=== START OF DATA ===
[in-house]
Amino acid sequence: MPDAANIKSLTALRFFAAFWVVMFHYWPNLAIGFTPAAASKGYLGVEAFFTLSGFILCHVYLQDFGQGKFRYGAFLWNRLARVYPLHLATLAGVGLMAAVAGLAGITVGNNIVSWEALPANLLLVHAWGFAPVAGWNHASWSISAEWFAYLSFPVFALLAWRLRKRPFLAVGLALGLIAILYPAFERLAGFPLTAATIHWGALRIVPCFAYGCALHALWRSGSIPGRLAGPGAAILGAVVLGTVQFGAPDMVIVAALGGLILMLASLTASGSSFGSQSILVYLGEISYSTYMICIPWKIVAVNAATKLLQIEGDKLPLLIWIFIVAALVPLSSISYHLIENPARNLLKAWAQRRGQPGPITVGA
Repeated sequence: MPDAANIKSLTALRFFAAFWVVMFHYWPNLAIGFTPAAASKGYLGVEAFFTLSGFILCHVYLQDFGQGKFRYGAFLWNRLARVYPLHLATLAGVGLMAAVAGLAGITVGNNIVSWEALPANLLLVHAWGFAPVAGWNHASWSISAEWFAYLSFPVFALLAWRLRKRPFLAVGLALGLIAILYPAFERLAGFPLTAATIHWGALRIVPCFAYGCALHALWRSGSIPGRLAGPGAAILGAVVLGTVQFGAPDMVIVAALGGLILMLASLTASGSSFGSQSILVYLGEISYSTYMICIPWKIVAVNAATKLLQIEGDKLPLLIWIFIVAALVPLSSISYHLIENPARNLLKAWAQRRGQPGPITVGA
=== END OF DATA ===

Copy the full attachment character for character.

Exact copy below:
[in-house]
Amino acid sequence: MPDAANIKSLTALRFFAAFWVVMFHYWPNLAIGFTPAAASKGYLGVEAFFTLSGFILCHVYLQDFGQGKFRYGAFLWNRLARVYPLHLATLAGVGLMAAVAGLAGITVGNNIVSWEALPANLLLVHAWGFAPVAGWNHASWSISAEWFAYLSFPVFALLAWRLRKRPFLAVGLALGLIAILYPAFERLAGFPLTAATIHWGALRIVPCFAYGCALHALWRSGSIPGRLAGPGAAILGAVVLGTVQFGAPDMVIVAALGGLILMLASLTASGSSFGSQSILVYLGEISYSTYMICIPWKIVAVNAATKLLQIEGDKLPLLIWIFIVAALVPLSSISYHLIENPARNLLKAWAQRRGQPGPITVGA
Repeated sequence: MPDAANIKSLTALRFFAAFWVVMFHYWPNLAIGFTPAAASKGYLGVEAFFTLSGFILCHVYLQDFGQGKFRYGAFLWNRLARVYPLHLATLAGVGLMAAVAGLAGITVGNNIVSWEALPANLLLVHAWGFAPVAGWNHASWSISAEWFAYLSFPVFALLAWRLRKRPFLAVGLALGLIAILYPAFERLAGFPLTAATIHWGALRIVPCFAYGCALHALWRSGSIPGRLAGPGAAILGAVVLGTVQFGAPDMVIVAALGGLILMLASLTASGSSFGSQSILVYLGEISYSTYMICIPWKIVAVNAATKLLQIEGDKLPLLIWIFIVAALVPLSSISYHLIENPARNLLKAWAQRRGQPGPITVGA